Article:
"The soul of our city was pierced," Dallas Mayor Mike Rawlings said motioning toward the five empty chairs holding American flags reserved for the officers who were fatally ambushed on Thursday. "The past few days have been some of the darkest in our city's history."
"We understand that Dallas' pain is a national pain," he added, ending his remarks by saying, "we may weep but we will never whine. For we have too much work to be done. Too many bridges to build that we will cross together. This I know. This i know will happen."
Bush, in a public address rare since he left office, said "the nation grieves, but those of us that love Dallas, and call it home, have had five deaths in the family."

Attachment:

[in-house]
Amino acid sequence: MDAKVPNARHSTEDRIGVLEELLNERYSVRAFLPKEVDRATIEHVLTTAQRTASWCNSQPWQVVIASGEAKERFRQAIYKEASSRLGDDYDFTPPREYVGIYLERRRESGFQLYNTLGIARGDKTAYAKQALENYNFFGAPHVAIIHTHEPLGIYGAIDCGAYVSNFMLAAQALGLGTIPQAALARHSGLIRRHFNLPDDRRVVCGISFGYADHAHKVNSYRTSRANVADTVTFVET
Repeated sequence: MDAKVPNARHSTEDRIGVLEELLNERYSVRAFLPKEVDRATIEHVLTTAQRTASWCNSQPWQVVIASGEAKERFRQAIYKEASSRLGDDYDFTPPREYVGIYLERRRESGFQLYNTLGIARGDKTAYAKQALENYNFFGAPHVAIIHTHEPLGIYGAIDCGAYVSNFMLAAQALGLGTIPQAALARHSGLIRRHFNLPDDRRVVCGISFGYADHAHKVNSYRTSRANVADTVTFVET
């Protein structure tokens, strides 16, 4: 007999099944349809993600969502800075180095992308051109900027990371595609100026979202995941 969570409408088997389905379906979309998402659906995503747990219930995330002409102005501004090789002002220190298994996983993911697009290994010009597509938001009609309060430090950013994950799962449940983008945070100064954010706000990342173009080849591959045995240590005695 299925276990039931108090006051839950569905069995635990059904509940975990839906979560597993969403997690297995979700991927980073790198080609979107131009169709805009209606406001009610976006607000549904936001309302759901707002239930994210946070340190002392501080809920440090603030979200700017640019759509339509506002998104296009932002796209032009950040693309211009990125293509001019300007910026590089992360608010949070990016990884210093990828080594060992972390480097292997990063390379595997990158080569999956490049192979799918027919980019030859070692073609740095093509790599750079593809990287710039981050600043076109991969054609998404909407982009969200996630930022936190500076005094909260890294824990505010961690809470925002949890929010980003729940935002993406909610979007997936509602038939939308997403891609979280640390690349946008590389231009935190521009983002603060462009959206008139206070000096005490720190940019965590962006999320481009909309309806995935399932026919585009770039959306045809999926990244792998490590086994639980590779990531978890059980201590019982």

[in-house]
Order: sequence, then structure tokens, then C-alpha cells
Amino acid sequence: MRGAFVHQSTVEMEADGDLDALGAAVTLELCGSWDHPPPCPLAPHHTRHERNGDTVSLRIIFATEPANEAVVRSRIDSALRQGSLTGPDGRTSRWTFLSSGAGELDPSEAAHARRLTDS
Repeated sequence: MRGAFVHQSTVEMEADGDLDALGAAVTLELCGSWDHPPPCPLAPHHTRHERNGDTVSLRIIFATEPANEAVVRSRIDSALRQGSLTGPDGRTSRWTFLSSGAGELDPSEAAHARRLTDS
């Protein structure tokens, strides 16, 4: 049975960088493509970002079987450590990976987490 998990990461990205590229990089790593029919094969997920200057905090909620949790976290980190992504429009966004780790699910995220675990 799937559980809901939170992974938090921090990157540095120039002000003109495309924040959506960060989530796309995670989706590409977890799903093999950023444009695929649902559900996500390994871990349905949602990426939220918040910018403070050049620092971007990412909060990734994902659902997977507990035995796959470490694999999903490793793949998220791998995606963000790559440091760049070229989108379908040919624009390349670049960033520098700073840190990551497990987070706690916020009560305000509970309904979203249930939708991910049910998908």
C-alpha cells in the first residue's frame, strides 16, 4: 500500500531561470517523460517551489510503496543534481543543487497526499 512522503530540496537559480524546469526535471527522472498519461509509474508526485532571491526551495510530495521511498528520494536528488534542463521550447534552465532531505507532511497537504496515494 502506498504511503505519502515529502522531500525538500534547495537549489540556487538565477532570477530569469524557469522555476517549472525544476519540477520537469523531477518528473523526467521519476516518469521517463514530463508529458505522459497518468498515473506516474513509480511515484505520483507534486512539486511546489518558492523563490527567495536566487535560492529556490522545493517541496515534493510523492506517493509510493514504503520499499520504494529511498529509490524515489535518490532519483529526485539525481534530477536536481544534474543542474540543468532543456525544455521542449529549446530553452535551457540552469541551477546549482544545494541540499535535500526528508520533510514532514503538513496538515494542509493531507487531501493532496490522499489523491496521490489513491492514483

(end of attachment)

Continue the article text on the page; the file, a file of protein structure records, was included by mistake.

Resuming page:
Throughout his speech, Bush struck tones of crossing racial and political divides.
"Disagreement escalates too quickly into dehumanization. Too often we judge other groups by their worst examples, while judging ourselves by our best intentions," he said.
"At our best, we practice empathy, imagining ourselves in the lives and circumstances of others. This is the bridge across our nation's deepest divisions. And it is not merely a matter of tolerance. But of learning from the struggles and stories of our fellow citizens and finding our better selves in the process," he said.
He ended on a note to the families: "Your loved one's time with you was too short. They did not get a chance to properly say goodbye. But they went where duty called. They defended us, even to the end. They finished well. We will not forget what they did for us."
Before the speeches, the Dallas Police Department Choir sang the hymn "Goodness Is Stronger Than Evil," which inclues the words, "Light is stronger than darkness."